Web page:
Are Member Finances About To FALL Like The LEAVES?

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Nearly every day, publications across America are reporting ominous rumbling sounds within the economy. Interest rates are rising, and the Fed is expected to push rates higher. Gas prices are topping $3 a gallon in many markets. Hurricanes have had a direct and devastating effect upon more than one-million people. Card delinquencies are increasing, personal debt levels are high, and during the second quarter savings rates hit a new low. And next week newer and tougher bankruptcy laws will take effect.

Overriding much of that are worries that so many Americans stretched to finance homes using interest-only mortgages and adjustable-rate mortgages (ARMs) they can afford only if rates remained low.

Are member finances about to fall like the leaves? Analysts told The Credit Union Journal that in general they believe it's still too early to tell, but also agree they expect delinquencies on all types of loans, especially credit cards, will rise (see related story, below).

"It will be harder and harder for people to make payments, but that doesn't mean the world is coming to an end," CUNA Economist and Vice President of Economics and Statistics Mike Schenk said. "Some will fall off the edge, but we don't see a crisis."

While Americans are carrying more debt than ever, Schenk said it doesn't automatically mean the economic sky is falling. Schenk said for a highly developed economy such as the U.S., the 120% debt-to-income ratio is actually in the normal range.

"We're not the poster children for spend thrifts," Schenk acknowledged. "It does concern us. We're not exactly sure where the tipping point is."

Experts are advising credit unions to stay flexible, keep their eyes on the horizon and work with members who may fall behind before they do fall behind. No one is predicting disaster, but experts acknowledge the economy has taken some big hits and might face some more before the end of 2005.

Federal Reserve Chairman Alan Greenspan recently warned of the potential negative effect of the high percentage of home equity-secured financing nationally that has been used by consumers to finance purchases. NAFCU Senior Economist Jeff Taylor said credit unions have informed him that some home equity payment issues have begun to show up as rates have increased, but added that they were isolated pockets and not a nationwide problem at present. Greenspan cautioned that mortgage rate increases would prompt consumers to pay down credit lines rather than finance more purchases, and credit unions are seeing some of that come to fruition. "Things are going to slow down a bit," Taylor said.

Meanwhile, the tougher bankruptcy rules that go into effect next week are also being felt. With bankruptcy filings averaging 9,000 each day, Taylor discounted the volume as an indication of rising economic distress, but rather a recognition that if one is going to file, it's best to file now.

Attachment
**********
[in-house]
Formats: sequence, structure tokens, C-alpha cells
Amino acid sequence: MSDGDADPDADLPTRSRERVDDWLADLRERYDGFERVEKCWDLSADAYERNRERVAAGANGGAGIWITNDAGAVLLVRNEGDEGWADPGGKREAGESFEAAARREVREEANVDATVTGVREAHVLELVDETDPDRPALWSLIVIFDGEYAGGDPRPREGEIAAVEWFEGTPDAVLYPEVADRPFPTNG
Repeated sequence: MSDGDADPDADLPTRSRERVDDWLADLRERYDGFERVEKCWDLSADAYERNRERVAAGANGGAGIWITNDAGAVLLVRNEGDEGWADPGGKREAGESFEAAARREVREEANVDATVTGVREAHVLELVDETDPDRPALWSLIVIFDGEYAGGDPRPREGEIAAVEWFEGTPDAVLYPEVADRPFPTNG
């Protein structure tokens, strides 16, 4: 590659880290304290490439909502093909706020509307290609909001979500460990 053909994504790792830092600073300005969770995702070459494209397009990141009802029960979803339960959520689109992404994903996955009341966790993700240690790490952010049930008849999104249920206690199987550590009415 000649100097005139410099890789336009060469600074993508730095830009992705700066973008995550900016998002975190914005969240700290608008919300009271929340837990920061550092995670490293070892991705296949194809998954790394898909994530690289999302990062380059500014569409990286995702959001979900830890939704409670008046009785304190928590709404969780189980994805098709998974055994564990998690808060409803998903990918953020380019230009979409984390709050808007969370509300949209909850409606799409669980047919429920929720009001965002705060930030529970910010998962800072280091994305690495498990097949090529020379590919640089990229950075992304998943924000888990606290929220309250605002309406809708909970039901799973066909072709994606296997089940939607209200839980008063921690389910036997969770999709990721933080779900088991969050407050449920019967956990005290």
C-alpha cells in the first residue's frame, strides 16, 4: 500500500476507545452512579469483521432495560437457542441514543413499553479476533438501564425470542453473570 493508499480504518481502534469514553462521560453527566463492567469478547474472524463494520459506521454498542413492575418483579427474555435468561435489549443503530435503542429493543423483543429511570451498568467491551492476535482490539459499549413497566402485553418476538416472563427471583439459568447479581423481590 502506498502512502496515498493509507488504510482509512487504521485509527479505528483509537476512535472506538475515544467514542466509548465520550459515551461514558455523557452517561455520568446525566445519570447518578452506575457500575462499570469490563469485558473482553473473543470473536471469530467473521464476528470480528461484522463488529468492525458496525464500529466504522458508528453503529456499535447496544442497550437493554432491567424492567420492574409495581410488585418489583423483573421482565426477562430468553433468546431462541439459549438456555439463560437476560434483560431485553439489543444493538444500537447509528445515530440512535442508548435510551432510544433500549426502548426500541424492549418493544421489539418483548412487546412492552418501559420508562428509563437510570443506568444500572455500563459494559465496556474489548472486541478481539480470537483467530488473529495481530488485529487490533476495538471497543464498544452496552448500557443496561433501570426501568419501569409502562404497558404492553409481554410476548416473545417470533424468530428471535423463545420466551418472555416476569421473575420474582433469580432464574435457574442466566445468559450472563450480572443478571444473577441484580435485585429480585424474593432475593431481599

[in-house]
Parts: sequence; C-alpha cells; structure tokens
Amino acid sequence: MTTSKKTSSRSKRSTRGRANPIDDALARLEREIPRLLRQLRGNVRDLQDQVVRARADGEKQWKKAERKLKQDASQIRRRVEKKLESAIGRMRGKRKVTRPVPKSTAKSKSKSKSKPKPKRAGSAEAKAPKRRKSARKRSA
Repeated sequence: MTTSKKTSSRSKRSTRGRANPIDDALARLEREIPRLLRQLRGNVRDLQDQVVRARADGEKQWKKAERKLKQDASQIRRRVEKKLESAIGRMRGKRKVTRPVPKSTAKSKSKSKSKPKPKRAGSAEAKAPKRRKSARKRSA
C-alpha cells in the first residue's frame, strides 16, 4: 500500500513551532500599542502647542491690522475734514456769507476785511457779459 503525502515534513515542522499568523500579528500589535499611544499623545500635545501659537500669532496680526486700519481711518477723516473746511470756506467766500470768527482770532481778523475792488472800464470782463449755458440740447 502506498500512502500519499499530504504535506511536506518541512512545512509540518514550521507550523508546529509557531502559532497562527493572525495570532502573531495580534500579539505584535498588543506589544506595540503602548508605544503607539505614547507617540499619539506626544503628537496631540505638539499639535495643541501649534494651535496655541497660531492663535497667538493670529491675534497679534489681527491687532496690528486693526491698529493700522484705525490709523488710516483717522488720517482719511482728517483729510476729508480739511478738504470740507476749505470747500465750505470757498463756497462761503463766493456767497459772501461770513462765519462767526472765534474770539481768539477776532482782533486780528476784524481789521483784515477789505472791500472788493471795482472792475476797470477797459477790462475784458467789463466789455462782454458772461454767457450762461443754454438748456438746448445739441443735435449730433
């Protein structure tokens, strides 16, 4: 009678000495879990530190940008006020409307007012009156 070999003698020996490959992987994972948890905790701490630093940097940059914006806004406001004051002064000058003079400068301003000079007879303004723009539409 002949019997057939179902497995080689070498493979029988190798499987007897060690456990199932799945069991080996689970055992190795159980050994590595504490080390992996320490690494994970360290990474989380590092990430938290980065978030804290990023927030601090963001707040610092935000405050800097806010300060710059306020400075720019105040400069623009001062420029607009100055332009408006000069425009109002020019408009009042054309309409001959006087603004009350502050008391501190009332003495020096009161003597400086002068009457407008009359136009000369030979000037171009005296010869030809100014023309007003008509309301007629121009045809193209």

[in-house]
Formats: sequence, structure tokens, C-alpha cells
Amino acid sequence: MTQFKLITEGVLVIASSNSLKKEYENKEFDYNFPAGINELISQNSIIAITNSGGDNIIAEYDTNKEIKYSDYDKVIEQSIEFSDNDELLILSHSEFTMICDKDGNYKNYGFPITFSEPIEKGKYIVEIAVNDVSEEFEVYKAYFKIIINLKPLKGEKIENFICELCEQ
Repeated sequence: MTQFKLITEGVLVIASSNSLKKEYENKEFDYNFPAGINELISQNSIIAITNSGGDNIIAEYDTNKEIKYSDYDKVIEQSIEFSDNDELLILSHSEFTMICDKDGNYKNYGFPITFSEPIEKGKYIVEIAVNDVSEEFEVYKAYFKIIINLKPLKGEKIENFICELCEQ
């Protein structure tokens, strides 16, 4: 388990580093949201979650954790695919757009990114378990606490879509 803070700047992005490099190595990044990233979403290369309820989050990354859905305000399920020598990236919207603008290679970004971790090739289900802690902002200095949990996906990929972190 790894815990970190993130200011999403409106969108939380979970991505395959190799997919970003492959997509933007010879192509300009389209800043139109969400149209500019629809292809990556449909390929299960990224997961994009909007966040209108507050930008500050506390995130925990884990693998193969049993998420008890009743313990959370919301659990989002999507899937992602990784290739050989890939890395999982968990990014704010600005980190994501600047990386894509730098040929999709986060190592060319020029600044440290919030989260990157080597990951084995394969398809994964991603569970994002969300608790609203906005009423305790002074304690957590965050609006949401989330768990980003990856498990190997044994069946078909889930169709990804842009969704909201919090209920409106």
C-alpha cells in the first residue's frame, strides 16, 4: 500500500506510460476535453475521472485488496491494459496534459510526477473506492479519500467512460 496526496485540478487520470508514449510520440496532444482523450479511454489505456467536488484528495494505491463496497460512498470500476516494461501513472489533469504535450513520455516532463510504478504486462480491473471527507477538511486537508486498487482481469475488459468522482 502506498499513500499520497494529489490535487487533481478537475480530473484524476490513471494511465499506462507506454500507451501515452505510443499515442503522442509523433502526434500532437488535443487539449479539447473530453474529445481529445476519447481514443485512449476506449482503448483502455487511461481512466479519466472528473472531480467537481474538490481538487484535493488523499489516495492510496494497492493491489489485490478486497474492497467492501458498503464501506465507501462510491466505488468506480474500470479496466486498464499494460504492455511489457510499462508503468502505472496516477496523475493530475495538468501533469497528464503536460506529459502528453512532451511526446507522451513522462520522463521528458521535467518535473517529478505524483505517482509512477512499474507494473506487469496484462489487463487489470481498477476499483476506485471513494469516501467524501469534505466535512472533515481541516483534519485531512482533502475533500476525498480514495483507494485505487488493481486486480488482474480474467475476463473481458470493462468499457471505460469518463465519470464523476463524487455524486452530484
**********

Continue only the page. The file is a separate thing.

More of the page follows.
"The rush is not because energy prices are up. People are saying this is my last chance to get out with less hardship," he said.

Moreover, while the price at the pump is getting most of the media coverage, Taylor said the price of natural gas and home heating oil is also on the increase, and winter has yet to set in across the northern U.S.

"Winter will be the real bellwether. Natural gas is the thing that's really going to be a problem," he said.

As for the economy overall, Taylor said the "household is in pretty good shape" but doesn't have much wiggle room to take another big hit. Like others, he recommended credit unions do their own due-diligence on potential trouble spots, look ahead for problems and work with their members.

In Broomall, Penn., Franklin Mint FCU Senior Loan Officer Allan Stevens said the high number of home equity loans has a "potentially negative effect," but added that the typical equity borrower is mostly an upstanding member who showed effort in planning and perseverance to get a mortgage in the first place. "They are typically more creditworthy. We haven't seen any increase in delinquency," he said.

Stevens said his main concern is interest-only loans and loans with negative amortization. Franklin Mint FCU presently has $94 million in home equity loans and $38 million in home equity lines of credit.

As rates and gas prices rise, Stevens said Franklin Mint won't sit around and wait for bad days to arrive. The credit union is holding monthly loan review meetings looking for trouble signs, is formalizing its own consumer counseling service, and will go as far as deferring payments or taking interest-only payments for a few months for members feeling a pinch. If a member has a long-term problem, then it's time to refinance, he said.

"We're not in the business of owning people's homes. We'll work with them," he said. "It's like having a bunch of tools in your tool box."

In hurricane stricken Moss Point, Miss., Singing River FCU President James B. Smith said much of his loan activity has been suspended because of the storm. Area residents are delaying new loan applications of any sort while they wait for payments from FEMA or their insurance companies. Reflecting the advice of experts, Smith said Singing River is adjusting its practices to keep their members on board and in the black. Smith said the credit union will now consider 100% financing, suspending origination fees and extending loans to 20 years at 6%, all designed to fight off any potential foreclosures.

"I'm willing to take on some measurable risk to keep these good members paying," he said. "Otherwise, we're going to see some catastrophic losses."

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